|Interventional studies n = 1983 and 12 FGD|
|Authors (date)||Country & Study design||Aim||Inclusion criteria and sample (n)||Intervention details & duration||Sampling and recruitment strategy||Data source & analysis||Findings||QA|
|Ibrahim et al. (2014) ||Nigeria: Quasi-experimental study||To assess the effect of a health promotion intervention on MP involvement in BPCR||
Married men whose wives had been pregnant in preceding 3 years|
(205 pre and 206 post)
|Behavioural intervention Five interactive workshops. A film shown and discussion. Almanacs with messages of MP involvement and reproductive health||Multistage random sampling of intervention and control group||
Standardised survey and qualitative interviews with all participants.|
-Pre-post surveys analysed. Qualitative data thematically analysed.
|No increase or change in BPCR following intervention. Qualitative analysis revealed religious beliefs prohibited BPCR||.45†|
|Mushi, Mpembeni & Jahn (2010) ||Tanzania: Quasi experimental||To develop, test and assess safe motherhood intervention||
Pregnant women and their partners|
Age 19–53, median 29. 62% married, most married by 18 years old, 41% never been to school. 94% Muslim
(242:153 women, 69 partners
Safe Motherhood Intervention|
Home visits with pregnant women and husband and key community members about danger signs, complications, BPCR, ANC, and birth with a skilled attendant
|Random sample of residents in four villages pre and post intervention||
Questionnaire: demographic, attendance ANC, risk factors, referral status, place of birth. Qualitative: iSSI with closed and open-ended questions. Referral information.|
-Outcomes compared pre and post.
-No significant differences in MP knowledge of danger signs between pre and post intervention|
-MP awareness of: 3 risk practices during pregnancy pre 58 (58%) vs post 39 (55%); 3 danger signs during pregnancy pre 54 (54%) vs 42 (60.9%); 3 complications during delivery pre 41 (41%) vs post 36 (52.2%); 3 practices that contribute to delay in seeking care pre 52 (52%) vs post 40 (58%); MP who did not believe pregnancy complications are due to non-observance of tradition pre 36 (36%) vs 40 (58%).
|August, Pembe, Mpembeni, Axemo & Darj (2016) ||Tanzania: Quantitative pre/post quasi experimental||To evaluate the Home Based Life Saving Skills in terms of male knowledge of danger signs, joint decision making, birth preparedness and attending ANC||
Men with partners who gave birth in last 2 years|
Home Based Life Saving Skills|
-Joint training of pregnant women and family
Aim to educate about BPCR, danger signs, promote health seeking behaviour and provide skills to handle emergencies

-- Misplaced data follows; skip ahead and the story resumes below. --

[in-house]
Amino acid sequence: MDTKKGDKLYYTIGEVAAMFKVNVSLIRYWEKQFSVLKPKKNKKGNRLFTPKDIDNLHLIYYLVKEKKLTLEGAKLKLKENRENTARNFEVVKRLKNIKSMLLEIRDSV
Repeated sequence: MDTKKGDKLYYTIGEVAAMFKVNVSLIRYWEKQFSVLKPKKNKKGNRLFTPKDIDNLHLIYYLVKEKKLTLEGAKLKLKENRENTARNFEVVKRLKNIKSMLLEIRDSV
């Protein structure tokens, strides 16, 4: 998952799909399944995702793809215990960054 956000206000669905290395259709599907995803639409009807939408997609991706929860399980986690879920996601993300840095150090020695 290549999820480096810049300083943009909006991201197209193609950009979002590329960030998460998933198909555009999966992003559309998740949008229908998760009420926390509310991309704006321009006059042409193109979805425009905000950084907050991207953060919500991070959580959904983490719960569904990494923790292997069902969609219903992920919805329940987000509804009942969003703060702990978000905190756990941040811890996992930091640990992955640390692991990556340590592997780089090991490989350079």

Teaching through checklists, skill acquisition and Take Action cards
Four home visits
Two-stage cluster sampling, random sampling of villages with all eligible men approached.|
-intervention and comparison group
Standardised JHPIEGO questionnaire|
Descriptive statistics, net intervention effect difference between baseline and endline in intervention minus effect in comparison group
Outcomes reported as Net Intervention Effect (NIE): Effect of the intervention on male involvement:|
−3+ danger signs during pregnancy, 3+ during childbirth, and 3+ during postpartum NIE = 27% (CI: 15.3–38.5; p < 0.001).
-MP who made three or more BP/CR actions increased significantly, NIE = 26.8%, CI: 15.3–38.2; p < 0.001).
|Ekirapa-Kiracho et al. (2016) ||Uganda: Evaluation study FGD, IDI||To reflect on gains, challenges and lessons learnt from working with communities to improve maternal and newborn health in rural Uganda||
Women who recently gave birth and their partners|
(20 IDIs & 12 FGDs)
Participatory Action Research MANIFEST (maternal and neonatal implementation for equitable systems)|
Aim to increase maternal and newborn health through community awareness
Intervention: diagnose problem, plan action, take action, learn from action
Topic guide not described|
-No quantitative analysis of MP BPCR changes|
-Men and women anecdotally reported increased awareness about BPCR
-Alternative communication strategies are needed to reach men outside the minority who were involved in home visits and community meetings
-Some changes were observed among men following intervention, e.g. increased support via nutritious diets, purchasing birth items, and saving for childbirth said women during FGDs.